By Giuseppe Fonte and Elvira Pollina
ROME (Reuters) – Abu Dhabi’s biggest sovereign fund is in talks with U.S. firm KKR to invest in Telecom Italia’s (TIM) last-mile network in a deal that has drawn scrutiny from Italy’s government, three sources close to the matter told Reuters.
Rome typically welcomes foreign investments but demands assurances that investors will follow the country’s national interests. The government has special vetting powers to block unwanted bids in industries deemed of strategic importance.
TIM agreed in August to sell KKR a 37.5% stake of a newly created company, FiberCop, into which it has transferred its ‘last-mile’ network connecting street cabinets to people’s homes.
KKR now wants to sell up to 30% of the unit that will hold that stake to Infinity Investments, a subsidiary of the Abu Dhabi Investment Authority (ADIA), as it looks for co-investors in the Italian deal, the sources said, asking not to be named.
Abu Dhabi would then hold up to 11% of TIM’s last-mile grid, provided the government authorised the deal.
“ADIA would be an indirect and passive investor,” one of the sources said.
The Italian Prime Minister’s office, TIM, ADIA and KKR all declined to comment.
Italy’s industry ministry has informed the cabinet office of KKR’s plans, and a technical body in charge of scrutinising foreign investments in strategic Italian assets plans to hear TIM’s views on the matter in early December, the sources added.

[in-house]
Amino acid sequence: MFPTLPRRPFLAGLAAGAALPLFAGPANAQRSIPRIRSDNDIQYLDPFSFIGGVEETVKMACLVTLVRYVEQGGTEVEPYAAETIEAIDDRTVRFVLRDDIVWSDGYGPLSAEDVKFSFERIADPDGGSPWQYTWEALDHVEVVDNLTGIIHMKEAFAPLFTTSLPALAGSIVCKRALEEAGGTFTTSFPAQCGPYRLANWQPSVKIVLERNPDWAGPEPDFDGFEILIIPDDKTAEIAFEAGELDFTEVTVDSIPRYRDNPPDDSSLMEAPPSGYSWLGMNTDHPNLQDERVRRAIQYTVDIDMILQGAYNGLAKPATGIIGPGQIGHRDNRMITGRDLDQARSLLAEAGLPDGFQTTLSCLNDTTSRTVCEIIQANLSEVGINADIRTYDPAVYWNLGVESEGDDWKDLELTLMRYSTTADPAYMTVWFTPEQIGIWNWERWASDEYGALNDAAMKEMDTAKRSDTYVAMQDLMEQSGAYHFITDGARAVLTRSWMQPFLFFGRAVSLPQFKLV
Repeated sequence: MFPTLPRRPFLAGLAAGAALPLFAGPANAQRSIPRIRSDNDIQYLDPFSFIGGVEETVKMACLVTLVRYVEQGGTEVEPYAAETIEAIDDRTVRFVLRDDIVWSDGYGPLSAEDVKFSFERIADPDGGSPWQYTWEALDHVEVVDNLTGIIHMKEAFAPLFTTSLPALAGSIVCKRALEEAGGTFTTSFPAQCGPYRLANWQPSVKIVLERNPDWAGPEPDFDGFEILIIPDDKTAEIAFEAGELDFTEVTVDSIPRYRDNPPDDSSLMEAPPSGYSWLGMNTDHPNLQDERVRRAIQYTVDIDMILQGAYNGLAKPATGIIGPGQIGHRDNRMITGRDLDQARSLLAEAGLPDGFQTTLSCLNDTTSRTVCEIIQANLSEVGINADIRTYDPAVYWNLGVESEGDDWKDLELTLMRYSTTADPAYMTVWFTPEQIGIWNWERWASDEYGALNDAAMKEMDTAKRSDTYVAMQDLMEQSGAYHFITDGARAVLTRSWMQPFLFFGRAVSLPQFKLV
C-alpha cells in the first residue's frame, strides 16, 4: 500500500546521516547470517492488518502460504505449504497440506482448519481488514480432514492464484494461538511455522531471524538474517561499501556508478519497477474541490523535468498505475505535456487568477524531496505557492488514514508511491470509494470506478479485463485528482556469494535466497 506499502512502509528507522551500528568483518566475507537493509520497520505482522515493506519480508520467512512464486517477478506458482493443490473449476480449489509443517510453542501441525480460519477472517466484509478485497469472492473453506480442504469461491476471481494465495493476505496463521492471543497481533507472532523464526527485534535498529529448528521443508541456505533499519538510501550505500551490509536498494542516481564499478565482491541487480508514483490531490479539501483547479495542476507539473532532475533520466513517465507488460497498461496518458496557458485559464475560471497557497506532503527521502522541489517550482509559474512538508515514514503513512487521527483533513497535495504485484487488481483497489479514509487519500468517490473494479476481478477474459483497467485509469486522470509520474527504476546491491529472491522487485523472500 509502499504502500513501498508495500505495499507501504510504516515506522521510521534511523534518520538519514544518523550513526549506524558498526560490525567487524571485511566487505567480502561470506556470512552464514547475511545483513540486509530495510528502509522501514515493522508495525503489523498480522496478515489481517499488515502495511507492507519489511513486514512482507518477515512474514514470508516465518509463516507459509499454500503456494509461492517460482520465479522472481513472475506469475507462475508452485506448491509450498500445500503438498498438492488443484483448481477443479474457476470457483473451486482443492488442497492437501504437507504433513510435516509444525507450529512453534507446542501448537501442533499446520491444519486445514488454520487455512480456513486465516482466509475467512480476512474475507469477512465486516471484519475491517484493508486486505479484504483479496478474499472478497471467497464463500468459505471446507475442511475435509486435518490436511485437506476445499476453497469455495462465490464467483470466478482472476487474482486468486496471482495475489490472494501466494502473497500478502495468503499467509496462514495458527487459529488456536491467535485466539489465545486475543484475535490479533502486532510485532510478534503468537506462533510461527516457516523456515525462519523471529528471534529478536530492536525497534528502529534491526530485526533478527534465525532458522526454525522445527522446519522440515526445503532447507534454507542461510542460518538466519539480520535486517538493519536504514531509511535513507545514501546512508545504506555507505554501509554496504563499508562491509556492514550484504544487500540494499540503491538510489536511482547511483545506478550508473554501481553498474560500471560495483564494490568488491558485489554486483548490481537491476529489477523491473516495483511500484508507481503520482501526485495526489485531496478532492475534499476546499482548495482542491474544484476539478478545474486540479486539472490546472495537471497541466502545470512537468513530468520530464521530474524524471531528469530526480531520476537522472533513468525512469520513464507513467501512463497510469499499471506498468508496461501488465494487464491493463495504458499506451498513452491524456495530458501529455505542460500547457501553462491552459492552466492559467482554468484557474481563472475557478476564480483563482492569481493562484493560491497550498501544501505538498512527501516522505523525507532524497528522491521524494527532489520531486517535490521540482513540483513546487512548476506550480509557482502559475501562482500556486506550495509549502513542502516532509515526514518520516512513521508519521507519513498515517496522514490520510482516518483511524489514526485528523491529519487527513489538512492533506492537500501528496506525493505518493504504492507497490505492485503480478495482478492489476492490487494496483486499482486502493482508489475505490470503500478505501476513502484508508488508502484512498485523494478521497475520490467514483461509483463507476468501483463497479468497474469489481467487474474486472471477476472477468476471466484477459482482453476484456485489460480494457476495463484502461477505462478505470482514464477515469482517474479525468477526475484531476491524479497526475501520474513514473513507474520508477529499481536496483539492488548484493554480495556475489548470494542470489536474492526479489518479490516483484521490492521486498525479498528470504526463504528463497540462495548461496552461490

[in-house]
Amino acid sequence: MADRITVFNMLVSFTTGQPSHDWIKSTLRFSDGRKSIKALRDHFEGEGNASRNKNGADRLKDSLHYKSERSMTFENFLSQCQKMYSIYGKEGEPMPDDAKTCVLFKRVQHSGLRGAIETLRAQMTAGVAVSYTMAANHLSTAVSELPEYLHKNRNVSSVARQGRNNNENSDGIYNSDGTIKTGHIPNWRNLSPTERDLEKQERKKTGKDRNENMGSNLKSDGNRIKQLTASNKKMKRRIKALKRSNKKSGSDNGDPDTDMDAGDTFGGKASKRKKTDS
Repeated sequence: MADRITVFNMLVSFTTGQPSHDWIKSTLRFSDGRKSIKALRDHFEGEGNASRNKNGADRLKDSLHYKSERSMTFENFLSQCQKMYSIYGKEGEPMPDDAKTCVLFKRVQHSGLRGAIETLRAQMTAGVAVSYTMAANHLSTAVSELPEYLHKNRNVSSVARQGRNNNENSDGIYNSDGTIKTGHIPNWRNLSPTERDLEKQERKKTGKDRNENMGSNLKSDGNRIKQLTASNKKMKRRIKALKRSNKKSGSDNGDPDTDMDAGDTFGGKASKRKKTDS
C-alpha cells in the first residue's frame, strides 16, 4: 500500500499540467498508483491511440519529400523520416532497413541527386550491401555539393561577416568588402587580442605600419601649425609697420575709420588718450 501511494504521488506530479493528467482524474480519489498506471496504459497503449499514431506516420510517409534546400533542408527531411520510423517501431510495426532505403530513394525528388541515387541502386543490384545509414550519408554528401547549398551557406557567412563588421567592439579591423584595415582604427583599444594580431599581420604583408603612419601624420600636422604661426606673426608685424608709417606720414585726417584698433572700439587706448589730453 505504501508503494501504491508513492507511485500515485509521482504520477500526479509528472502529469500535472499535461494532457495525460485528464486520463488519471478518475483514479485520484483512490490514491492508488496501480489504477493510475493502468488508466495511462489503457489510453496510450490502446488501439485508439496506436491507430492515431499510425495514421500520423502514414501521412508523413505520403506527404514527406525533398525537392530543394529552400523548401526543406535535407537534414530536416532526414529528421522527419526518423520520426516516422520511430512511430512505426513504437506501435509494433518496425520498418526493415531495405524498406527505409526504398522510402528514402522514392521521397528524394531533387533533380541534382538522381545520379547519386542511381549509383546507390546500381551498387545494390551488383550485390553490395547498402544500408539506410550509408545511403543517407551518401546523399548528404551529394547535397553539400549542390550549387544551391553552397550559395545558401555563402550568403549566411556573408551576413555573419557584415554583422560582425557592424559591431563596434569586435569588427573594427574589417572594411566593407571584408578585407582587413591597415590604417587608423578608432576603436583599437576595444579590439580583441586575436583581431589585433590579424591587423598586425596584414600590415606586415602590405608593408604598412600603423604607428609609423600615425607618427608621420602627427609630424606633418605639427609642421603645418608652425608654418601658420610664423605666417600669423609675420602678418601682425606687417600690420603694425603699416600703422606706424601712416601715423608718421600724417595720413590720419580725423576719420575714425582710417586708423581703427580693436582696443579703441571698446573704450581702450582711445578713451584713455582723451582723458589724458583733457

Rome this month gave its conditional green light to KKR’s acquisition of the last-mile network stake, demanding that the firm commit to a government-sponsored plan to create a unified ultra-fast broadband network. The government wants TIM to merge its landline grid, running from switching centres to households, with rival Open Fiber, which is jointly controlled by utility Enel and state lender Cassa Depositi e Prestiti (CDP).
Infinity Investments and KKR notified the government following the first clearance to the FiberCop deal, the sources said.
Co-sharing an investment is a normal practice funds use to reduce risks.
Australian fund Macquarie is considering the possibility of syndicating the purchase of a minority stake in Open Fiber from Enel, people familiar with the matter told Reuters last week.
The move has irked CDP, which does not want potential co-investors to have governance rights, one of the sources said on Monday.
(Additional reporting by Saeed Azhar and Davide Barbuscia in Dubai; Editing by Jan Harvey)